Yesterday I engaged in a conversation regarding “Grades”. What do they tell us, how do they guide us, why are they important, are they important? As an educator, I’ve spent the last few years exploring my beliefs about the purpose of education. I thought I had wrapped my head around the facts, explored options and come to the conclusion that for me, the purpose of education is to create members of society who are Lifelong learners, who have acquired skills to help them explore their interests, solve problems and ideally, at some point in the future, find a career using a passion they had discovered along the way.
I know my beliefs are my own, and not an accurate reflection of the current systems around the world. My hope is that we are continuously evolving and heading in a new direction. A few years ago, the release of the Ontario “Growing Success” document had me nodding my head in agreement, happy to see the focus on feedback and formative assessment. As a parent I looked forward to having honest feedback from teachers in regards to my children’s learning styles, strengths and needs to help guide their learning. When the Creating Pathways to Success document came out last year, I loved the focus it put on having children learn more about themselves through self exploration right from the start of their education and continuing to reflect and explore until the day they exit the system.
Personally, I always believed that self-exploration was one of the most important things we can do to help discover our passions and our strengths that would help guide our future career choices and pathways. As a guidance counselor I was always saddened by the fact that students never seemed to take it as seriously as I thought they should. From my experience students were exploring their futures in the wrong direction. Students and parents always seem to start with “What job do I want?” instead of “What am I good at?” and “What do I enjoy?”. Don’t you think it’s important to figure out who you are before you project yourself on a path that doesn’t align with your strengths and passions?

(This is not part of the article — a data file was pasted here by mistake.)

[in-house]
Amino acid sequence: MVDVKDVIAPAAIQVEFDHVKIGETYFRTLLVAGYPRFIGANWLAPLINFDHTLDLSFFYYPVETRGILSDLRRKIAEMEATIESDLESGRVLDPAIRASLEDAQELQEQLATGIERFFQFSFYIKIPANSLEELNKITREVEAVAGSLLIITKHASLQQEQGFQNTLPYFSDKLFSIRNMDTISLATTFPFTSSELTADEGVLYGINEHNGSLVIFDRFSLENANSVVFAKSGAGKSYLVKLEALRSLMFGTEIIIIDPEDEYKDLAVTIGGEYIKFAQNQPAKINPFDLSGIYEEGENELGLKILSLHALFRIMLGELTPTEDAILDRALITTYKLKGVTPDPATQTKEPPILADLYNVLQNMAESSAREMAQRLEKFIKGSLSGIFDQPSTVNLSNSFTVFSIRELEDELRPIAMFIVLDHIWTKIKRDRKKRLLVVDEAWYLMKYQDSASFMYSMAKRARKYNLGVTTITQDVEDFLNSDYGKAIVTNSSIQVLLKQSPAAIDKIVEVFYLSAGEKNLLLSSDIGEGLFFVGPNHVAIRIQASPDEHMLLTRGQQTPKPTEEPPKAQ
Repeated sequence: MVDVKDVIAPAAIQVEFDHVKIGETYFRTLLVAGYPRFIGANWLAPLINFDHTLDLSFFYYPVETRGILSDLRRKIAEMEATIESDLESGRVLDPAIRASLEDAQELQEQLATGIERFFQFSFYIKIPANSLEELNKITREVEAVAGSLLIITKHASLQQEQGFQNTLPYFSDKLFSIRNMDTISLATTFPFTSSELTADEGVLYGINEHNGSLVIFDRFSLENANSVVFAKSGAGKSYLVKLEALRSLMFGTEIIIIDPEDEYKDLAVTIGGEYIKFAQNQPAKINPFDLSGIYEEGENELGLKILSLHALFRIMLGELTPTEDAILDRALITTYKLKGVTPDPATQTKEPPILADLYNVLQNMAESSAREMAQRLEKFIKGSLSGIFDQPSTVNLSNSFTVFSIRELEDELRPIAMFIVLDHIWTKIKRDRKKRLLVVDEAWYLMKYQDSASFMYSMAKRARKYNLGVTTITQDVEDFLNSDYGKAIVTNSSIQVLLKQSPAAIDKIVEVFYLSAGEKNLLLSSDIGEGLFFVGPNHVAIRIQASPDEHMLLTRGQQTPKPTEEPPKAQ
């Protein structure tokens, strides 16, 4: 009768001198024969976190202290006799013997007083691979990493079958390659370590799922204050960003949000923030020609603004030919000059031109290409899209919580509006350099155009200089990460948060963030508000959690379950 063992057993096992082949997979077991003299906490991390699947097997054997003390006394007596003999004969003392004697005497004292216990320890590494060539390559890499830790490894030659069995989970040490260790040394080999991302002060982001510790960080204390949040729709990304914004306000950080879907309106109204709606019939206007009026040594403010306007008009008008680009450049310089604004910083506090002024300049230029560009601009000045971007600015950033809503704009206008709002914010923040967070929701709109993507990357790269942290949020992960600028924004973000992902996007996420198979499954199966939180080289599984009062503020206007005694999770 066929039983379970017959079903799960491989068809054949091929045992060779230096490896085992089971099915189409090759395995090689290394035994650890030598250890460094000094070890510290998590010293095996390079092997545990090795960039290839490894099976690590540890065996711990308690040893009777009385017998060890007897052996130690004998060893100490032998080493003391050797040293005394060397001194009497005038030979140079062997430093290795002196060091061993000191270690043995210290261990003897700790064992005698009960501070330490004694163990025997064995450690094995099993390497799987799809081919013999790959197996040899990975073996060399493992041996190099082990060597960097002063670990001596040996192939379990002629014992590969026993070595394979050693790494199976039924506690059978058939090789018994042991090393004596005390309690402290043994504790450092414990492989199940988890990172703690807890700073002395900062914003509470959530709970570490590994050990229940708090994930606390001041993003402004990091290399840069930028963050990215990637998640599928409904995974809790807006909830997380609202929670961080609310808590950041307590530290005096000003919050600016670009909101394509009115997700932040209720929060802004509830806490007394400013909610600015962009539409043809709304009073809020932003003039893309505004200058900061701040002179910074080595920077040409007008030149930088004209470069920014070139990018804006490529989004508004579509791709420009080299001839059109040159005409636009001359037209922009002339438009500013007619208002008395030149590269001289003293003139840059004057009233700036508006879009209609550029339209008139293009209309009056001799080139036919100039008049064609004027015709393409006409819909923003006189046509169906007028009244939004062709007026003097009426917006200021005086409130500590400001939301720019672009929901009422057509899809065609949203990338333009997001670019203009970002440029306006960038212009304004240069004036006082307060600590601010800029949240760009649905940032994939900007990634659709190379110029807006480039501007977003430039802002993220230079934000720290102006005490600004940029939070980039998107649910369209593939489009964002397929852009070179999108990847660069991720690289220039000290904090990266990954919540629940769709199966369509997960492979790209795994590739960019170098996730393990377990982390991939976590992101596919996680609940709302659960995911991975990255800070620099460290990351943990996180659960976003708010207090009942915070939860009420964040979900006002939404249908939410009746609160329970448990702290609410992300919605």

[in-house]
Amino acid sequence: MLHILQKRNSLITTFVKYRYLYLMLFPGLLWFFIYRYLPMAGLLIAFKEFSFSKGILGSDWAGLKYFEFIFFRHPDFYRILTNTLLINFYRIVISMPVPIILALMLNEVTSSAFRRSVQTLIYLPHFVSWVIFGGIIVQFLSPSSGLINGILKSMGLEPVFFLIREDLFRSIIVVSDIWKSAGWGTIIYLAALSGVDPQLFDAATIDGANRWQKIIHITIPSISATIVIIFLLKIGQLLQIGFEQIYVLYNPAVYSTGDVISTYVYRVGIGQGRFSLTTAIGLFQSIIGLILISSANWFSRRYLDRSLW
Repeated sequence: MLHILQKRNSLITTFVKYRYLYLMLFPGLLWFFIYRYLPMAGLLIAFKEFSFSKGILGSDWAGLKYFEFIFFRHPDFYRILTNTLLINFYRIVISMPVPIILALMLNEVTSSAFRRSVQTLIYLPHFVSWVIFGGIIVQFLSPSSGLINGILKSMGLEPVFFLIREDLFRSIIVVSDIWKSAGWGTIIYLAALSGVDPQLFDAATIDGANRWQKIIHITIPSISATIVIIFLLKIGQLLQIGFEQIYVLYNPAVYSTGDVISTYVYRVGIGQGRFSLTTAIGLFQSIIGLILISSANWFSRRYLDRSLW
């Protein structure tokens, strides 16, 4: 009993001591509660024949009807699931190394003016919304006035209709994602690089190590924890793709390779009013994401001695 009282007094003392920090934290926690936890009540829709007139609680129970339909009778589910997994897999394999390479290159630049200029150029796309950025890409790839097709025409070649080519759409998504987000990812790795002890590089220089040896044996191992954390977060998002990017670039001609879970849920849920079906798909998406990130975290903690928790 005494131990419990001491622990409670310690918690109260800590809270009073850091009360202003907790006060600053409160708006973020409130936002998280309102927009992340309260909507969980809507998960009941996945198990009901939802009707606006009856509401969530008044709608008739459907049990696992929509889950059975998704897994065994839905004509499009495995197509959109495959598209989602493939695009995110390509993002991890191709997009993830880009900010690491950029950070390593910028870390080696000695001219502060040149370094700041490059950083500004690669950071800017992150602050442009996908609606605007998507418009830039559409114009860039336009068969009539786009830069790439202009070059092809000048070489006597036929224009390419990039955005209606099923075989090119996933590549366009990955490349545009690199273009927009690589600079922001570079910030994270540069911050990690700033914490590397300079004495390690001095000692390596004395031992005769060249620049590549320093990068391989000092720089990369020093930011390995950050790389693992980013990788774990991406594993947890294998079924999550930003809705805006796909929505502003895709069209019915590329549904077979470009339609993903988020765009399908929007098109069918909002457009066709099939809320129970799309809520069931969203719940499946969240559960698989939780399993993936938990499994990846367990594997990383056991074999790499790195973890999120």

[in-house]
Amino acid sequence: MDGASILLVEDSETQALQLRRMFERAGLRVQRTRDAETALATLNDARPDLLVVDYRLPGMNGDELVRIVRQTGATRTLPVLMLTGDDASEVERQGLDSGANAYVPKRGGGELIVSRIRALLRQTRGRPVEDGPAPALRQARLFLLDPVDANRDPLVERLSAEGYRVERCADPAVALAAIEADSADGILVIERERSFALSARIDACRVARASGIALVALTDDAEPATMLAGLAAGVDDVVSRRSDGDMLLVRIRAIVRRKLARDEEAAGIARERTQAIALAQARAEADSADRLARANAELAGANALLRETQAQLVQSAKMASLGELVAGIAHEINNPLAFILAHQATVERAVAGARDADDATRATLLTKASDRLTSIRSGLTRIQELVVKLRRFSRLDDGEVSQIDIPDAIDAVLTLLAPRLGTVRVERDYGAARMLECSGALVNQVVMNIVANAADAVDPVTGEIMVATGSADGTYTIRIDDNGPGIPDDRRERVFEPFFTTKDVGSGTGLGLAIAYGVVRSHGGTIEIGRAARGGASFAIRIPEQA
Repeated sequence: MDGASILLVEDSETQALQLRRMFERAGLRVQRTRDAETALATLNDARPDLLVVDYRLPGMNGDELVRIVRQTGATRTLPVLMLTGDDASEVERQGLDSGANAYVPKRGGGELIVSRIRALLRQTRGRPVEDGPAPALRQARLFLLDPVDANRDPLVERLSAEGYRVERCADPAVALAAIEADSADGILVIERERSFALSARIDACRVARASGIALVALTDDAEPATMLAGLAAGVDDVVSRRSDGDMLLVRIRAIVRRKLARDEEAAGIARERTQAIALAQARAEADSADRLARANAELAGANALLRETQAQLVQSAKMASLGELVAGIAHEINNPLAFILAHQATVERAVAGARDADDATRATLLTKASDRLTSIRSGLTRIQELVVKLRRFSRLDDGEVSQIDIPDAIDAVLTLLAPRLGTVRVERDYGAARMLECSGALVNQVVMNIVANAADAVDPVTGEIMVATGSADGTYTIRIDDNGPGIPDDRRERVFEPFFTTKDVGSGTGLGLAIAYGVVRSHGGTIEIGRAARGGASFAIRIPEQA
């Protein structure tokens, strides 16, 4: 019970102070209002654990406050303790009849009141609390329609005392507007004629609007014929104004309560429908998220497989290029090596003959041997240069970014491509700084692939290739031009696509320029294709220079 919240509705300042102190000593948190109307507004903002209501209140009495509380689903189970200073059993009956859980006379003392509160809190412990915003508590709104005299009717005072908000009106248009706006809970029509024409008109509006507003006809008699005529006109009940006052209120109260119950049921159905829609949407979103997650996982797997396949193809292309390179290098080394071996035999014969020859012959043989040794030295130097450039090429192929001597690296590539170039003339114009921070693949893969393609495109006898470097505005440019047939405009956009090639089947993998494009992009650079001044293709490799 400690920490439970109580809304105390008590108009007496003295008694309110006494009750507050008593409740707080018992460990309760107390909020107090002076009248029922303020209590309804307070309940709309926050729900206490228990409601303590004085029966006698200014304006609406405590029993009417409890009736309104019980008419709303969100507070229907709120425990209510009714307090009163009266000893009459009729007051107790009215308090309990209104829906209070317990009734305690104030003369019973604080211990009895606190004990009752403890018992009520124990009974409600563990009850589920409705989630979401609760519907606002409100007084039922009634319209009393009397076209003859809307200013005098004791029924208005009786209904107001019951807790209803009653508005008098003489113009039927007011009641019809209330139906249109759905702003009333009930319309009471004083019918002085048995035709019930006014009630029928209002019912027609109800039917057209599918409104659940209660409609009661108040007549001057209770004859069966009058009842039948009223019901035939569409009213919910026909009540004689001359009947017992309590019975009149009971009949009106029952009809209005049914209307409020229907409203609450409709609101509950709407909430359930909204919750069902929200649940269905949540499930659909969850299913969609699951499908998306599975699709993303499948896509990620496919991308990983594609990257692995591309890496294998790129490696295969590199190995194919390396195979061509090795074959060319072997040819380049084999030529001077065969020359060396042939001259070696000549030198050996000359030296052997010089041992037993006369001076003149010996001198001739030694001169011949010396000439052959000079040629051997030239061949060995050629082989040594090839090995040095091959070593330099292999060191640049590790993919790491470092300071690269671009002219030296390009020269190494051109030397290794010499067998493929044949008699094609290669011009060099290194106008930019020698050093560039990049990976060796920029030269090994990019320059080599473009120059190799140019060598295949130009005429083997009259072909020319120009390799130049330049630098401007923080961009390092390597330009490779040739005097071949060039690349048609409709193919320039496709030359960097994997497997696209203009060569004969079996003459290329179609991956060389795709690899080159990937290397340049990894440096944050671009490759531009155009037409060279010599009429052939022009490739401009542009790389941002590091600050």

I thought I had it all straight in my head…and then the “mom” came out in me.
How am I supposed to know if my daughter is learning if I don’t know her mark? If my daughter doesn’t realize the work she is doing at school is teaching her anything is she actually learning? All my son does at school is play, how can he be learning if all he is doing is having fun? Let’s not even go to the EQAO questions/comments that flew out of my mouth too!
Then the anger and disbelief came…how can someone who has invested quite a bit of time thinking about and discussing this topic still rely so heavily on traditional evaluations to determine her own children’s strengths and weaknesses. If I honestly haven’t convinced myself this method will work, how am I going to support others on their quest to change the way they run their classrooms?
I guess the time is now, to dig a little deeper, to find people who share my similar interests and to work hard to change the views of the general public…starting with the “Mom” in me!